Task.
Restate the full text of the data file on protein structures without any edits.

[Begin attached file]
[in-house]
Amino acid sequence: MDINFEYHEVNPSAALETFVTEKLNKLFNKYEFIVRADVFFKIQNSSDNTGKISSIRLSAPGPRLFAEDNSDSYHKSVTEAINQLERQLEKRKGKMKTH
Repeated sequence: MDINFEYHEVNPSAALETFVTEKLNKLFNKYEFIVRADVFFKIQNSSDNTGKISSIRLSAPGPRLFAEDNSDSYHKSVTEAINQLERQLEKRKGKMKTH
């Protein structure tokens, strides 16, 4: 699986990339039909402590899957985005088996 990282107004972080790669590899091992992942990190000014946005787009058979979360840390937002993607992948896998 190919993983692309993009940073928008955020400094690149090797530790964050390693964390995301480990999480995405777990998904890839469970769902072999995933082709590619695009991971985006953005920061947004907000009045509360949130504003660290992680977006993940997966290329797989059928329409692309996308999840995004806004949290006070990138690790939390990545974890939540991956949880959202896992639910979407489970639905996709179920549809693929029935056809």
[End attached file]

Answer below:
[in-house]
Amino acid sequence: MDINFEYHEVNPSAALETFVTEKLNKLFNKYEFIVRADVFFKIQNSSDNTGKISSIRLSAPGPRLFAEDNSDSYHKSVTEAINQLERQLEKRKGKMKTH
Repeated sequence: MDINFEYHEVNPSAALETFVTEKLNKLFNKYEFIVRADVFFKIQNSSDNTGKISSIRLSAPGPRLFAEDNSDSYHKSVTEAINQLERQLEKRKGKMKTH
């Protein structure tokens, strides 16, 4: 699986990339039909402590899957985005088996 990282107004972080790669590899091992992942990190000014946005787009058979979360840390937002993607992948896998 190919993983692309993009940073928008955020400094690149090797530790964050390693964390995301480990999480995405777990998904890839469970769902072999995933082709590619695009991971985006953005920061947004907000009045509360949130504003660290992680977006993940997966290329797989059928329409692309996308999840995004806004949290006070990138690790939390990545974890939540991956949880959202896992639910979407489970639905996709179920549809693929029935056809």